Sunday, April 15, 2018

42 Seconds by Carl Medearis Review

42 Seconds: The Jesus Model for Everyday Interactions
by Carl Medearis
The average length of Jesus’ conversations as recorded in the Gospels was 42 seconds long. This is good news for all of us. It frees us up to talk about the most important part of our lives in a way that’s natural, meaningful, and helpful instead of clumsy, awkward, and irrelevant.

Anyone who has spent countless uncomfortable hours walking from house to house with a clipboard or flash cards that talk about four spiritual laws understands.

Jesus’ conversations were remarkably simple. Contemporary Christian lingo has set up a dichotomy between what we call “discipleship” and “evangelism,” but the Bible doesn’t do that. Jesus had conversations all the time with those who thought they were close to God, as well as with those who deemed themselves lost and without hope. He invited all of them to come and learn from Him.

42 Seconds is a simple book that uses the ordinary moments of our lives the way Jesus used the same moments in his own. The premise is straightforward: If we can learn from Jesus how to have great conversations, it will change our lives and the lives of those around us. Its four-part structure, including five short chapters per section, is for churches and small groups to engage with the practical ideas together. 42 Seconds includes discussion questions to help groups and individuals implement Jesus’ natural rhythm of interaction in their own lives.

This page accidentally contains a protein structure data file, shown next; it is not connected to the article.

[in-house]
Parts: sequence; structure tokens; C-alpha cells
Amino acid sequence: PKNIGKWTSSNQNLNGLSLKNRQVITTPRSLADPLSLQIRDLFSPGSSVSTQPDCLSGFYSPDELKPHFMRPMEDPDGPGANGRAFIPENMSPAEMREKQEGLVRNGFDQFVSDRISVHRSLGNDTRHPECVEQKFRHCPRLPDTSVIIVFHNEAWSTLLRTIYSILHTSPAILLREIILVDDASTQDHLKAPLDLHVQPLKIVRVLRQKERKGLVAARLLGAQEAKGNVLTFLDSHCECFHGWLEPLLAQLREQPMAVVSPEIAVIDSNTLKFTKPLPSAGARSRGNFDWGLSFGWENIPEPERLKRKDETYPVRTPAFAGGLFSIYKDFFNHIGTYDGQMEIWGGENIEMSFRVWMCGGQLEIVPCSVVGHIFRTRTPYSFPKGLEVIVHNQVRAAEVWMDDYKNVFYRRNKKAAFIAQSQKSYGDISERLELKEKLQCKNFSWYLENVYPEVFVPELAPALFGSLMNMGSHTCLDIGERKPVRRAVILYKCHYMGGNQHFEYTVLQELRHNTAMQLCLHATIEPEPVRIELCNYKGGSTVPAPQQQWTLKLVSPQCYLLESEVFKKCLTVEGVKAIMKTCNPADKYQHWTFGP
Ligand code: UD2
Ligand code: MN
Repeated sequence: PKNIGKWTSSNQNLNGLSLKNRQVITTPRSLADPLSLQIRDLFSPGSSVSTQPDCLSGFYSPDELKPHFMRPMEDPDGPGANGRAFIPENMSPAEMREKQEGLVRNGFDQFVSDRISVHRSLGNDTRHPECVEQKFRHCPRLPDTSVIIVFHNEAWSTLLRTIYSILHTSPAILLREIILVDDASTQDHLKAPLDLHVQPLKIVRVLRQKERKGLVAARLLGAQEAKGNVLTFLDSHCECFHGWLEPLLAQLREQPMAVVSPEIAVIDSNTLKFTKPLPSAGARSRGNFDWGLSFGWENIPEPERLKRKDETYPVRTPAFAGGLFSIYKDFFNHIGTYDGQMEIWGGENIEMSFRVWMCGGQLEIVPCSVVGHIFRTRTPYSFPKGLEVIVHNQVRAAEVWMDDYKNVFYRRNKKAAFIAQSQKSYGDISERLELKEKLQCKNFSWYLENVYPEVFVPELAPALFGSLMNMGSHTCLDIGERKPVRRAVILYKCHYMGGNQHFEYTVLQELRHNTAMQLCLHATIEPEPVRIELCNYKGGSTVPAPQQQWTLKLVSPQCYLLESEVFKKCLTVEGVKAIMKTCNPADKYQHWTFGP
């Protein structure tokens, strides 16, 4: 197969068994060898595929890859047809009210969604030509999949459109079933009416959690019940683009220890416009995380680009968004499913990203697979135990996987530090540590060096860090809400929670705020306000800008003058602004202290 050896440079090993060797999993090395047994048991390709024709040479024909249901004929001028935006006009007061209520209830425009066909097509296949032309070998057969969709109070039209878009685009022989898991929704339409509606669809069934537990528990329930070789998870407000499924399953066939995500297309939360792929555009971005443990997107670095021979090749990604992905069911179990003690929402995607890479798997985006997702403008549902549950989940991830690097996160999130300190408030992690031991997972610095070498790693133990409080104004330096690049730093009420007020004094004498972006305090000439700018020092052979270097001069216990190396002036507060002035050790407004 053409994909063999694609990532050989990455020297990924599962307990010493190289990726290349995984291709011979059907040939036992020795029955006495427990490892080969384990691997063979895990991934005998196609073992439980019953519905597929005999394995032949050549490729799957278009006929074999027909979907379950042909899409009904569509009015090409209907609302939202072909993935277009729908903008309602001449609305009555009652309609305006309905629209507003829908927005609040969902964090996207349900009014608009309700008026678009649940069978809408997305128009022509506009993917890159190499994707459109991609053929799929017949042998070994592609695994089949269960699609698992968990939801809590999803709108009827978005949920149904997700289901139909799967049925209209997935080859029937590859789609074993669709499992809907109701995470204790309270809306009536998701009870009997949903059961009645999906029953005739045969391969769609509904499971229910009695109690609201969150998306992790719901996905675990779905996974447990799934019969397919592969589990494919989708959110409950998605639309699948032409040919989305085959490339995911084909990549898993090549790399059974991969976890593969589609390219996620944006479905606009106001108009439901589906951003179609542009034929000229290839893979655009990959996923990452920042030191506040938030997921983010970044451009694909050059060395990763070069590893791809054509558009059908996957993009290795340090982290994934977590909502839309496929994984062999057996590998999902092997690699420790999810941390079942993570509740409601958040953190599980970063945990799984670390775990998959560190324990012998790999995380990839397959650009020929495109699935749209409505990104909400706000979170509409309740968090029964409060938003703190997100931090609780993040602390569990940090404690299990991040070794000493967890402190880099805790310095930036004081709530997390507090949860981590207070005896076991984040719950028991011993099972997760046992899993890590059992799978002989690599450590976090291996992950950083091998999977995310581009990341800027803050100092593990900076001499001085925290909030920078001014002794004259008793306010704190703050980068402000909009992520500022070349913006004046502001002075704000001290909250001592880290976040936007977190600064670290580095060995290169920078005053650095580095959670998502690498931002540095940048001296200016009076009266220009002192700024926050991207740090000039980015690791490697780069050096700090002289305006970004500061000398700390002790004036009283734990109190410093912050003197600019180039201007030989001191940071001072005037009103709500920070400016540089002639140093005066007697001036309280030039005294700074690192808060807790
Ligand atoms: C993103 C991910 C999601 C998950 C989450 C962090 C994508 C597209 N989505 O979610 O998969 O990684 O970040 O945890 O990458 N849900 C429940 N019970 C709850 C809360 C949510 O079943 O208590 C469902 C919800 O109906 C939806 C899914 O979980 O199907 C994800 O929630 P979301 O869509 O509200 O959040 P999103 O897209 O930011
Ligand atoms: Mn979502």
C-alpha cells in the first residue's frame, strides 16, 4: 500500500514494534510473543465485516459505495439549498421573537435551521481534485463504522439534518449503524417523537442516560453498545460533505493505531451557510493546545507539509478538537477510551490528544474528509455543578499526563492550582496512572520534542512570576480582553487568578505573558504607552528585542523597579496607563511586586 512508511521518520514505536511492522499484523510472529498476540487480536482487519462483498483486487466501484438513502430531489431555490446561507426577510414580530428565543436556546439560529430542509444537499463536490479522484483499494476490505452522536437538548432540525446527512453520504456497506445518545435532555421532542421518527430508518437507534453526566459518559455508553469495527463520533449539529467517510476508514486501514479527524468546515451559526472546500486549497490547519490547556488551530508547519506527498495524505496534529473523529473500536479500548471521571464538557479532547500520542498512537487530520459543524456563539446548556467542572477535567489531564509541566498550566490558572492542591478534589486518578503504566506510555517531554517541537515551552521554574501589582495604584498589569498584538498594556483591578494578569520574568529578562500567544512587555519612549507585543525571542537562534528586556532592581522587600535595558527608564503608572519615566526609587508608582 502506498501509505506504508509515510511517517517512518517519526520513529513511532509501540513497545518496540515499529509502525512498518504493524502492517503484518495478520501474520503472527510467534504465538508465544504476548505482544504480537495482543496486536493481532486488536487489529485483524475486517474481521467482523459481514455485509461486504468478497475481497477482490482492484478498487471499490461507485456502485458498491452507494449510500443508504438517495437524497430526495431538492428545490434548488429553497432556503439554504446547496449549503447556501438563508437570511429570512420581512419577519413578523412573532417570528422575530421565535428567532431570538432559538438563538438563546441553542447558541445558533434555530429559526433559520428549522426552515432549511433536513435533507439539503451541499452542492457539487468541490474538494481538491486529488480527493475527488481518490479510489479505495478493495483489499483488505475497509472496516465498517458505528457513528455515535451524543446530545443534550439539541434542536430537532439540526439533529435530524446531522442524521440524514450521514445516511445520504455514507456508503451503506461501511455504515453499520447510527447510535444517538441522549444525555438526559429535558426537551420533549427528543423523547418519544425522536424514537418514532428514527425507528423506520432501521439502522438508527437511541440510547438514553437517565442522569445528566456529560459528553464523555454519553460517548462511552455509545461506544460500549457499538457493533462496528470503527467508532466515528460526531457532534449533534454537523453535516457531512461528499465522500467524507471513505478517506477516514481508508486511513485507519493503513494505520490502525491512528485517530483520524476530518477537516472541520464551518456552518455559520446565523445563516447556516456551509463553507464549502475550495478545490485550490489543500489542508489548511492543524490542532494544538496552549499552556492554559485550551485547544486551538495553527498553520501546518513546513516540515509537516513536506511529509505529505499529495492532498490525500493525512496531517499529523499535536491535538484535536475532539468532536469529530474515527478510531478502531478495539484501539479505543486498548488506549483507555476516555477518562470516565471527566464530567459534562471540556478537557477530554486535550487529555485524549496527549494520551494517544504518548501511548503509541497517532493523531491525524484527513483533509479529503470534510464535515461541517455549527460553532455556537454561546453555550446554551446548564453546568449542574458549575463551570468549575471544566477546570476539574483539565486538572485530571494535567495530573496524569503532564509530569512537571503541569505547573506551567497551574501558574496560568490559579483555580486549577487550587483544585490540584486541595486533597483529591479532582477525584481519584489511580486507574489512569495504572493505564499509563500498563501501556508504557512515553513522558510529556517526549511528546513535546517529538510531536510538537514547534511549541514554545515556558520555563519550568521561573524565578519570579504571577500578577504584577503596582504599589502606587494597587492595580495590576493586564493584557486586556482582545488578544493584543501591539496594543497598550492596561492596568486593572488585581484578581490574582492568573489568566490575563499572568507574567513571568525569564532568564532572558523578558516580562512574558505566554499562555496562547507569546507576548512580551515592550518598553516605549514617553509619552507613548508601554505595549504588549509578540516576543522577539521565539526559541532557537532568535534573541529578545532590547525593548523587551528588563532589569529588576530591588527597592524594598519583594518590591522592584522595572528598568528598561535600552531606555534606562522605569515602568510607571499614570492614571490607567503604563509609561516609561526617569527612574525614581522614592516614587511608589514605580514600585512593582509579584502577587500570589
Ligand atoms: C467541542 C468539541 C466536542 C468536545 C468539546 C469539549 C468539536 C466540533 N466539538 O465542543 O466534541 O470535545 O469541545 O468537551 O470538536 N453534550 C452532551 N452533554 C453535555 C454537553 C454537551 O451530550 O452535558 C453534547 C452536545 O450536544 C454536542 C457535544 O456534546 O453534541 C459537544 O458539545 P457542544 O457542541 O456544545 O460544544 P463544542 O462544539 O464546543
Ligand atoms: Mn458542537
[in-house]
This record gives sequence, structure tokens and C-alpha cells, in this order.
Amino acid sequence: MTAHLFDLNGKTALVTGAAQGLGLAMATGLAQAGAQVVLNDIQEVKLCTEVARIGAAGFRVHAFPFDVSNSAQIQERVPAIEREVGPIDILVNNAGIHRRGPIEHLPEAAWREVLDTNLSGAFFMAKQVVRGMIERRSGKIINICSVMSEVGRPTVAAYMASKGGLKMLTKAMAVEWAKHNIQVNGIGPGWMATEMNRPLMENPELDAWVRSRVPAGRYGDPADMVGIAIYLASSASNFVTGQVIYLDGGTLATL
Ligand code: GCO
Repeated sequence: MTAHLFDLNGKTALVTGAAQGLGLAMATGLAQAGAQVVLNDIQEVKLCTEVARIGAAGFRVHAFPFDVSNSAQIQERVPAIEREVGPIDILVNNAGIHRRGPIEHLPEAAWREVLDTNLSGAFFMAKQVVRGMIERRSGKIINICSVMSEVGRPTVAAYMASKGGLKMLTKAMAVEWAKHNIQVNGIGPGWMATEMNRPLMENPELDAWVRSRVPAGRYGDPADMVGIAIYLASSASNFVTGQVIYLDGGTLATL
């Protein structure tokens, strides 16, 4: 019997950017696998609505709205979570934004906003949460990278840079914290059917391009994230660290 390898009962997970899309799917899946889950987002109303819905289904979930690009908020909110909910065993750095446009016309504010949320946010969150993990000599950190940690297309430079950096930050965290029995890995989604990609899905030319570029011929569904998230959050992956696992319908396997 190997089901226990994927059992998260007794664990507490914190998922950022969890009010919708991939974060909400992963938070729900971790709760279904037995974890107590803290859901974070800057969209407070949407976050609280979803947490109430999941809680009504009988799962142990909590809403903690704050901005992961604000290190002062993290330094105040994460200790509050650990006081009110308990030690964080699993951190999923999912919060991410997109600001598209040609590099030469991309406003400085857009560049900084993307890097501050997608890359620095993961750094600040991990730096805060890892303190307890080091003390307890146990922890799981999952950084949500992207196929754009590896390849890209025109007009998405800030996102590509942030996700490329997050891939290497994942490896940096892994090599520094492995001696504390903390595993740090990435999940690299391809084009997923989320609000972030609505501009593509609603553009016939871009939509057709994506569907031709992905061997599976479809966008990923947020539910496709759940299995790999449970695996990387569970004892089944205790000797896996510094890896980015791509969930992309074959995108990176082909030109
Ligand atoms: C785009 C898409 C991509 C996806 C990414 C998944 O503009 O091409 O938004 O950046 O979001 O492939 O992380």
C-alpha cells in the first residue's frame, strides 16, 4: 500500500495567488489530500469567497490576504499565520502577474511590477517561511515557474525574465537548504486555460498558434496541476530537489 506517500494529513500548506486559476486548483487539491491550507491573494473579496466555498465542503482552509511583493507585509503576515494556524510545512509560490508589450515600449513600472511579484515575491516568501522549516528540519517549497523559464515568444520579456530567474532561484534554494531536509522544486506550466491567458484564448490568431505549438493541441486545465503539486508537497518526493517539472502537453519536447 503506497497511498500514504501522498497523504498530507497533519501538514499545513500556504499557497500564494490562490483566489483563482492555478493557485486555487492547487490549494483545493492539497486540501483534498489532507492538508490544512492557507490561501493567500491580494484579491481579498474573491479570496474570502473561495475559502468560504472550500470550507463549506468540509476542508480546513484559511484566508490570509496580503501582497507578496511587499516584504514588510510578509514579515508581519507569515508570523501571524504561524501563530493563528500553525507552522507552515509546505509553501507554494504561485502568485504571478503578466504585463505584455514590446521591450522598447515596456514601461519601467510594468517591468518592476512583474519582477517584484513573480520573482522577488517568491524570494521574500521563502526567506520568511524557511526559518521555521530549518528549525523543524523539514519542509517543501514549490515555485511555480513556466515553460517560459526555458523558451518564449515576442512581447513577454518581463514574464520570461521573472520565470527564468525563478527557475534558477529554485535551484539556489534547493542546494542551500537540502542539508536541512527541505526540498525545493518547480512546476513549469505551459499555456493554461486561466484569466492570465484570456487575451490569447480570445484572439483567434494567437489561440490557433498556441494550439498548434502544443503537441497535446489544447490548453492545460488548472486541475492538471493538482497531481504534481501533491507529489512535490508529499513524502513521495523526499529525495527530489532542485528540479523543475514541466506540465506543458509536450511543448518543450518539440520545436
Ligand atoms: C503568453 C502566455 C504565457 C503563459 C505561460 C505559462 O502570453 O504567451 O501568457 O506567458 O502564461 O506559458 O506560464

I received a complimentary copy.

Cassandra's Review Q&A-

- What did you like about the book and why?  The author really showed through his writing, the feeling he has and fully holds nothing back in the topics he choose to deliver. 

- What did you not like about the book and why?  It seemed to be a bit pushy, in the direction of the author and not the way of a faith based book.  I get that there has to be his writing style and flare, but I think it is a bit much.  More heavy on unbalanced thoughts.

- What did you learn?  I feel like the book is styled for certain readers but others would just not enjoy it or may feel pushed rather than the challenge aspect.

- To whom would you recommend this book and why?  Like minded people that accept the authors word without judgement and will follow along with the commands, or at the very least attempt to relax while reading. 

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